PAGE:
Friday, October 07, 2011

Undergraduates and 19th-Century Philosophy

Cogburn at NewAPPS:

And given the incredible richness of so many of the thinkers, I think this whole era is unduly neglected by non-historians. For that matter, given the scholarship Leiter mentions, it seems indefensible to me that so many departments stop the undergraduate history requirement with Kant.

For a very long time I thought that in fact it was standard in undergraduate philosophy departments to teach at least some 19th century German philosophy; it wasn't until I came out of graduate school and started looking at what departments were offering that I realized that this end-at-Kant thing is disturbingly common. The reason I was subject to this misapprehension was that in my own undergraduate education, which more and more I have come to think of as truly exceptional, I did get 19th century German philosophy -- Schiller and Hegel, in particular -- in the Continental Philosophy class (which, although it did get into 20th century continental mostly focused on antecedents, which I think was probably wise), taught by Jeff Gauthier. In no way can such an exposure give one an adequate understanding of Schiller or Hegel, but this is true of Kant (or, indeed, most others), as well, whether we choose to admit it or not; the thing that matters is that it was an exposure, and a direct exposure, a light but real immersion. Undergraduates can never navigate the ocean of a Hegel, but they can swim and surf a bit at some nice beaches. Such an exposure is invaluable.

Indeed, if anything, I think it's unfortunate that 19th century philosophy is virtually synonymous with 19th century German philosophy; British philosophy in particular has traditionally been heavily shortchanged, with Bentham and Mill alone getting mentions for their ethics -- which apparently just hangs in a void rather than being (as it really was) part of heated debates with intuitionists of all stripes and connected to everything from philosophy of law to philosophy of science to natural theology.

But, of course, in a sense this deficiency is just a symptom of a deeper problem, which is that history requirements at the undergraduate level are in general utterly inadequate, leading to vast and demonstrably important (in terms of influence) regions of philosophical history (Middle Platonism, Neoplatonism, most of scholastic philosophy outside of Aquinas, German Idealism and to an even greater extent British Idealism, etc., etc.) being filled in with the words "Here Be Dragons" (if even that) -- and thus leading to professional philosophers whose conception of the history of philosophy is a caricature and cartoon, who in turn propagate their flat-earth conceptions of philosophical history to new generations.


  1. Michael Sullivan8:34 AM

    Where did you do your undergraduate work?

    As a senior I had quite a lot of Hegel, as well as Kierkegaard and Mill and Marx and Nietzsche. I also did a semester-long preceptorial on Being and Time.

    I thought the representation of medieval philosophy in my undergraduate program was much worse than modern, though, looking back on it, there was a decent amount of Augustine, Anselm, Maimonides, a little Avicenna, and quite a bit of Aquinas. It could have a lot worse.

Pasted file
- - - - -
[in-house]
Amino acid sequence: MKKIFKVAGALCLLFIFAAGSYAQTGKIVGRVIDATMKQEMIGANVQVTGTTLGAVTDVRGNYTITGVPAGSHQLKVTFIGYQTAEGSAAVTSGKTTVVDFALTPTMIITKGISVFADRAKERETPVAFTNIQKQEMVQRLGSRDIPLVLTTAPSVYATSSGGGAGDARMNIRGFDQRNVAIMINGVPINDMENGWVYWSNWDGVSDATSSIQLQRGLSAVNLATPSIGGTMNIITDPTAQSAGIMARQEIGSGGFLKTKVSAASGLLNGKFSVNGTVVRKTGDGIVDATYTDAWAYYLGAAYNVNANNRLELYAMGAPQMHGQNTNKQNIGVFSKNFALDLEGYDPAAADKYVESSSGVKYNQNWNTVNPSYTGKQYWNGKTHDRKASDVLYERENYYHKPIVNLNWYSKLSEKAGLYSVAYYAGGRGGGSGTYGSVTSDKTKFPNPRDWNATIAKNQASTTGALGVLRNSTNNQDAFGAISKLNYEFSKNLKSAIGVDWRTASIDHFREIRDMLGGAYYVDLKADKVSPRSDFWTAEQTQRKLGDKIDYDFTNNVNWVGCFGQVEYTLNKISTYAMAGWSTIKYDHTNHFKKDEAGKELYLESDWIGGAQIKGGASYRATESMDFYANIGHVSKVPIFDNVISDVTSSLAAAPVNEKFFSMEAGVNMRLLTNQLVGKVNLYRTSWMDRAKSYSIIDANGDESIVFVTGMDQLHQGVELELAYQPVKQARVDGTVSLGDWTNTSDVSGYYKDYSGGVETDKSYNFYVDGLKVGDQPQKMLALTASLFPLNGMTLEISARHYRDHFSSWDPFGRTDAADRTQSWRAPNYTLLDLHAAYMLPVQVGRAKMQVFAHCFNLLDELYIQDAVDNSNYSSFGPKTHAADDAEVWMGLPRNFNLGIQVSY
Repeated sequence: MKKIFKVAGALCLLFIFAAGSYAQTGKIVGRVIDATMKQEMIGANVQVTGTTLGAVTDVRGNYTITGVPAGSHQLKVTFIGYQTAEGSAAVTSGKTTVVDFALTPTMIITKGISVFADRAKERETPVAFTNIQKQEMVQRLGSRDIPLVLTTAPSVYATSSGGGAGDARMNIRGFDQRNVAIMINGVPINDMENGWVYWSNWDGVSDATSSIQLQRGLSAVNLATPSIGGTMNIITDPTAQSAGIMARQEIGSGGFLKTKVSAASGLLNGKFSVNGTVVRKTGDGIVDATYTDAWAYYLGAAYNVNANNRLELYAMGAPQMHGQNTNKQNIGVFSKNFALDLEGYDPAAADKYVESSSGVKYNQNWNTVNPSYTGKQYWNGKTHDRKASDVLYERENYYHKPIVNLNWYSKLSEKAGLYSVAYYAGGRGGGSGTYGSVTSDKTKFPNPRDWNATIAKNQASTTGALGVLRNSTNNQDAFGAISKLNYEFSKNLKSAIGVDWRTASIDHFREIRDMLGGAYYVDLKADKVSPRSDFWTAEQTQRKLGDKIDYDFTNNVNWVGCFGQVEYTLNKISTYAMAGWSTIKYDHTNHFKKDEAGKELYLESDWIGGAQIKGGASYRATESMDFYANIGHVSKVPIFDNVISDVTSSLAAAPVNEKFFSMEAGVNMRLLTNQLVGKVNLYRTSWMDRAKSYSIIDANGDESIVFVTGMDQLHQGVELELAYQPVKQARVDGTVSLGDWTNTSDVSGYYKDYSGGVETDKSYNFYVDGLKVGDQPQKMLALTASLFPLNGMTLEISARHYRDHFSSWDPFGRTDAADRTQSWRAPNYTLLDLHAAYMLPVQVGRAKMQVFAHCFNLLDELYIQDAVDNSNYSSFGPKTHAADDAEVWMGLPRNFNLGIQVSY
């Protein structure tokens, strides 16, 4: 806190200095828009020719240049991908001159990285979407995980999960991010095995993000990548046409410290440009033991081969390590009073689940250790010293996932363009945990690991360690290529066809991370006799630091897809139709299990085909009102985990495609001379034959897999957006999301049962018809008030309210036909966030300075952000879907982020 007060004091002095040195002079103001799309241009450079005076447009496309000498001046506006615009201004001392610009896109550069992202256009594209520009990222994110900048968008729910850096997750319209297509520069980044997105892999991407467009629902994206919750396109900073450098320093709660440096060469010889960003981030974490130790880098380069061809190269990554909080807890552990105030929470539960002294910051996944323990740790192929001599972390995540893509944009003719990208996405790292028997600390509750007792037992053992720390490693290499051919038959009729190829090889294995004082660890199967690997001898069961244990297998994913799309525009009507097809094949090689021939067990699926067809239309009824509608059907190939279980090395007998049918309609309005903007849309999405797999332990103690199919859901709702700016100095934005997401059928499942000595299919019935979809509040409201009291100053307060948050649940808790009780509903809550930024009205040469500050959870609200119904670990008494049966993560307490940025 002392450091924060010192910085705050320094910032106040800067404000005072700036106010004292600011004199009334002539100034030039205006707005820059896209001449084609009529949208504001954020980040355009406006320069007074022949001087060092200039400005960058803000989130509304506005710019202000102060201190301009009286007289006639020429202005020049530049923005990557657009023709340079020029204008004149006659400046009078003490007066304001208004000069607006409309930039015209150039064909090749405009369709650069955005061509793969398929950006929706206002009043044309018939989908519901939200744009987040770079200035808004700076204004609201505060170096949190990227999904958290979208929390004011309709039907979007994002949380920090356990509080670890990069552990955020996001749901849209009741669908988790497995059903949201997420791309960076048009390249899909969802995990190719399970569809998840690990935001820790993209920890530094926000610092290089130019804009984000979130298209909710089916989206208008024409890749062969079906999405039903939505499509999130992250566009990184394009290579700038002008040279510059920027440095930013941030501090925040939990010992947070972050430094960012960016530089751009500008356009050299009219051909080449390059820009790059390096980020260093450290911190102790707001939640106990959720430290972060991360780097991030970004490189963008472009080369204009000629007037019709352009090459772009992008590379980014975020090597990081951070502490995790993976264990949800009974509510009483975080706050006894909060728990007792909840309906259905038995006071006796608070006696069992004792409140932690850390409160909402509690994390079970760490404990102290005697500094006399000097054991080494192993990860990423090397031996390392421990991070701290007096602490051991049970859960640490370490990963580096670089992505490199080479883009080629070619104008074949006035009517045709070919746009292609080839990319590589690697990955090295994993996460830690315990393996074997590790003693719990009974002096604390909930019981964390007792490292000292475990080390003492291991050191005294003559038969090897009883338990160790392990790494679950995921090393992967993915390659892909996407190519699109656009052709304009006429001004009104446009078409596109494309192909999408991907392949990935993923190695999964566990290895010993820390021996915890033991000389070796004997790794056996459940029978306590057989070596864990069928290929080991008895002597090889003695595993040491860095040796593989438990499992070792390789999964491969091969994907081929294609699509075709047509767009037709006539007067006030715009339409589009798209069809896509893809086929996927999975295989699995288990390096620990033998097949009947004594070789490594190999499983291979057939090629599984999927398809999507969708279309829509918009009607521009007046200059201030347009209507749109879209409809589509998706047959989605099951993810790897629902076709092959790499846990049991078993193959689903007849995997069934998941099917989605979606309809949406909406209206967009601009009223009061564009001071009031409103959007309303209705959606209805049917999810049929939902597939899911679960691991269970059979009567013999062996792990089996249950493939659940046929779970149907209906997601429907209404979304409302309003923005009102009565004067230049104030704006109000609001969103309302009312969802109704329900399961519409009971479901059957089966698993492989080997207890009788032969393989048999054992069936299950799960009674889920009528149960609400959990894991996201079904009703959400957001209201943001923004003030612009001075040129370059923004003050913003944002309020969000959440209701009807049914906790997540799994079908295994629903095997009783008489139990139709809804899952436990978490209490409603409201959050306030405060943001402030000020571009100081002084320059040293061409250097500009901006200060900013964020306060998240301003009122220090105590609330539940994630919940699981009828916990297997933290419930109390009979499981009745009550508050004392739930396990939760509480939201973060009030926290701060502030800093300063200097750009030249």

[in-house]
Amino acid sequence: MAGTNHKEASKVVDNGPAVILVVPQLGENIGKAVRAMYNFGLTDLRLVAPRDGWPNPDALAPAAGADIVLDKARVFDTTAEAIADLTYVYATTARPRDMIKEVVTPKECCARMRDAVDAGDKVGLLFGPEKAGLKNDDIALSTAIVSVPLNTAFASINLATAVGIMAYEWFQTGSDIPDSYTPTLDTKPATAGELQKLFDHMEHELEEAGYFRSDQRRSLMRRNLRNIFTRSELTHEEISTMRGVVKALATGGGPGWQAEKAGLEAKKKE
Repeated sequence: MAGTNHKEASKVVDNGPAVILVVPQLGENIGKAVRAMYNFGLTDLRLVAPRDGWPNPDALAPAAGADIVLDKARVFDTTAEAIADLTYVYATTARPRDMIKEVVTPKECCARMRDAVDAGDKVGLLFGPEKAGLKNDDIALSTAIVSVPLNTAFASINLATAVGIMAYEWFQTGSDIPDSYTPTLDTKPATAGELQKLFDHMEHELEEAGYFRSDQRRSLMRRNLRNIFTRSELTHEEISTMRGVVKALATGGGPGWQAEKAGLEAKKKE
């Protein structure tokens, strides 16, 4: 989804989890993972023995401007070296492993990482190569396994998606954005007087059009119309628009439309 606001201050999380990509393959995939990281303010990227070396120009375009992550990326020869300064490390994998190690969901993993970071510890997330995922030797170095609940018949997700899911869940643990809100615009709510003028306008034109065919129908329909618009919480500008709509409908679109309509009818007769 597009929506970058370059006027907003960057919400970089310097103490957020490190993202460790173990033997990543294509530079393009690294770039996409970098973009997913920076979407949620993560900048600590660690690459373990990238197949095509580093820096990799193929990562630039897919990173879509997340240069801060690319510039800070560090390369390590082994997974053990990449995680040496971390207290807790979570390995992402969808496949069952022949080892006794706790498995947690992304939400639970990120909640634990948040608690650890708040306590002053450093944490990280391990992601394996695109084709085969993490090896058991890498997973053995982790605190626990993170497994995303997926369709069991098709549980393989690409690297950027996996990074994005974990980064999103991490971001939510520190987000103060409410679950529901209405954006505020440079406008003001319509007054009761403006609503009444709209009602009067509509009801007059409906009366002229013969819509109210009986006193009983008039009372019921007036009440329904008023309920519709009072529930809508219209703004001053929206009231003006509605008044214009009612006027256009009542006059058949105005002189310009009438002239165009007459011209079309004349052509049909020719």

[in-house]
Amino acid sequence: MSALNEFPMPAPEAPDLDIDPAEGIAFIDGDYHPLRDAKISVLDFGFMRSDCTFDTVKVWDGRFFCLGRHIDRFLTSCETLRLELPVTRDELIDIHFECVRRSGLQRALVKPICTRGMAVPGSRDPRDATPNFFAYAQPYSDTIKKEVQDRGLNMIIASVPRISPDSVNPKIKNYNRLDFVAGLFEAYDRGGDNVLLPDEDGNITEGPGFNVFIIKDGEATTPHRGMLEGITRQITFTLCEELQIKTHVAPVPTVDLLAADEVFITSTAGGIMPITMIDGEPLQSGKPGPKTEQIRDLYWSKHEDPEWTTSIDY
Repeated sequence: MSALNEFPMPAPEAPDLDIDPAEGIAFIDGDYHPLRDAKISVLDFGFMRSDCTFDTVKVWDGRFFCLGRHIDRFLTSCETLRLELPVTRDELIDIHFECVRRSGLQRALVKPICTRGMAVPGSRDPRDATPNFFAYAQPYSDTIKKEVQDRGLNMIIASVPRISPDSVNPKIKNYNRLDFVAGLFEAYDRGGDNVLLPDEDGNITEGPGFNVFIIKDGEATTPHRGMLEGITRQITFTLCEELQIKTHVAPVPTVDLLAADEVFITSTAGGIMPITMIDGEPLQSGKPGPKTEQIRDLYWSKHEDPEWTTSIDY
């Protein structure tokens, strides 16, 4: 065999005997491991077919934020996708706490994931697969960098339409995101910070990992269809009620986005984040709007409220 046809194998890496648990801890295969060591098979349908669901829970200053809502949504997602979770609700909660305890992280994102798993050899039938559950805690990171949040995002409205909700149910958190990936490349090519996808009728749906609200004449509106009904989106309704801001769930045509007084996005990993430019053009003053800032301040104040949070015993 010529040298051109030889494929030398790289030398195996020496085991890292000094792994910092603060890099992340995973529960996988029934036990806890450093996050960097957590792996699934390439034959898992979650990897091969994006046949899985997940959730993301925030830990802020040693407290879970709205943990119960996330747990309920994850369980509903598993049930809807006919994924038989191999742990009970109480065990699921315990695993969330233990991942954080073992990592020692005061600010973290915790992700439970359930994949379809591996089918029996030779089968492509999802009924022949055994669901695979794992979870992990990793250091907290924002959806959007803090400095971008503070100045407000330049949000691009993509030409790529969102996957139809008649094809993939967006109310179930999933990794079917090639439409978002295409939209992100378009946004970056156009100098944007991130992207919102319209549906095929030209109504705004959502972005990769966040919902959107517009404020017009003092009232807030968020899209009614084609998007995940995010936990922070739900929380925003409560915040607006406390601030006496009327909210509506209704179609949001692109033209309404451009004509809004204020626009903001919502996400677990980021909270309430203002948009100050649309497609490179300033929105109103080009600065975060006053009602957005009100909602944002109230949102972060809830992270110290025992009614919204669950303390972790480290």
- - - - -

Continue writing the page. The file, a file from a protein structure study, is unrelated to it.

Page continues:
2. branemrys9:26 AM

    The University of Portland.

  3. Odd... I only did a qualifying year, and I had to do all of the thinkers you mention (save Schiller) in two courses: "18th cen" and "19th cen".  The latter included Kierkegaard, Hegel, Nietzsche, Marx, Feuerbach, Mill, Comte... this was at UBC in Canada. 

    As for your last paragraph, I think expanding historical exposure must have limits. There simply isn't time for an undergraduate to become exposed to every important thinker in all the ways that would be best, given that they have so many other requirements to fulfill.  At some point, we have to trust in grad students that they will--on their own time or otherwise--familiarize themselves with history.  If they don't, their failing is basically ethical, and I would hesitate to say that any fault is due to institutions at that point.

  4. branemrys12:53 PM

    I don't think expanding historical exposure ends up being as difficult as you are suggesting; in part because there's no reason why the standard should be exposure to all the thinkers "in the way that would be best" -- which is impossible under any educational system. There is no thinker at all, in fact, who can be covered in the way that would be best in an undergraduate context; and if one qualifies it by adding 'in an undergraduate context' to it, it ceases to be such a major difficulty. Likewise, one doesn't have to cover all important thinkers in order to have a pretty good spread that doesn't leave huge parts of the map unpopulated.

    Remove the impossible standard and the rest is no longer impossible. As you say, even in as short anexposure as a qualifying year one can cover a massive amount that is sometimes not covered at all. It's merely a matter of organization and will.


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